Letter on: A Natural AI Based on The Science of Computational Physics, Biology and Neuroscience: Policy and Societal Significance

Dec 10, 2023News

December 12, 2023



The astonishing achievements of Large Language Models (LLMs) and Transformer models have exceeded the expectations of even their most ardent supporters. Foundational advances were made in the discovery of the power of Markov processes, tensor networks, transformers, and context-aware attention mechanisms. These advances were guided, not by specific scientific hypotheses, but by sheer engineering ingenuity in the application of mathematical and novel machine learning techniques. Such approaches have relied upon massive computational capabilities to generate and fit billions of parameters into models and outputs that achieve outcomes tied to the expectations of their respective creators. Notwithstanding the massive advances in system performance, potential use cases, and adoption of such systems, no scientific principles nor independent performance standards were referenced or applied to direct the research and development, nor to evaluate the adequacy of their outputs or contextual appropriateness of their performance. Consequently, all current LLMs and Transformer models are “corpus bound,” and their parameter-setting criteria are confined to an inaccessible and undecipherable stochastic “black box”.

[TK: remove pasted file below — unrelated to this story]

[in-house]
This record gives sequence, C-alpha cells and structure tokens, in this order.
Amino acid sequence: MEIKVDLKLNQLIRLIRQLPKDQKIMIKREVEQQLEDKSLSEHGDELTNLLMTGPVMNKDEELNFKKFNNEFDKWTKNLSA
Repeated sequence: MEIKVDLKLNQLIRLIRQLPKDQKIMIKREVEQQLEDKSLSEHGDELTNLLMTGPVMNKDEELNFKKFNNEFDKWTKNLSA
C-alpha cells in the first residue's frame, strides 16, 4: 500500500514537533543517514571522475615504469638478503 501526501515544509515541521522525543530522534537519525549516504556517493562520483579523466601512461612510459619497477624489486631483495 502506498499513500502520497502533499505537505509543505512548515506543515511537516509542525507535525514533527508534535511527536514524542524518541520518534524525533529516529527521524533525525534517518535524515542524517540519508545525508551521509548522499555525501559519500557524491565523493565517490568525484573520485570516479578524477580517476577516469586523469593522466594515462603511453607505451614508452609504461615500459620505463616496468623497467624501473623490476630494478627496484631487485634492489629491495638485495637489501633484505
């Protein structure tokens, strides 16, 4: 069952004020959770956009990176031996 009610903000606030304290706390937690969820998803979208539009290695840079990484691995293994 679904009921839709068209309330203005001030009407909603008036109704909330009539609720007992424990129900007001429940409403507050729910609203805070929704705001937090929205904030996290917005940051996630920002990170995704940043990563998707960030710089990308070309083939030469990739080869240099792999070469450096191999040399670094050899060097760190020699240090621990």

The rapid advance and notable successes of LLM and Transformer models in processing information is historically unprecedented and has led to proclamations, by some reputable individuals, of “existential” threats to human civilization and emergent “super intelligence” or “Artificial General Intelligence”. No doubt the potential for intentional abuse (and negligent application) of such powerful and novel technologies is enormous, and likely to dwarf those harms arising in social media contexts. However, suppositions as to what constitutes “intelligence”, much less a “super” or “AGI” are ill founded and foster highly misleading public narratives of the future of intelligent systems generally. This de facto narrative is rooted in popular tropes characteristic of apocalyptic science fiction, but are not supported by scientific evidence. Contrary to the popular narrative, a substantial and credible body of scientific research exists today, grounded in computational neuroscience, biology, and physics, that supports a much more nuanced, and ultimately positive and tractable narrative relating to the phenomenon of intelligences.  This perspective is one that integrates AI, human intelligence, and other intelligent forms into an overall description and understanding about the interconnected “intelligences” of all “living things”. The emerging field of Diverse Intelligence, which is highlighting forms of cognition in unconventional substrates is an essential part of the AI debate, and a necessary balance to misguided comparisons to human minds as the essential rubric for evaluating AI.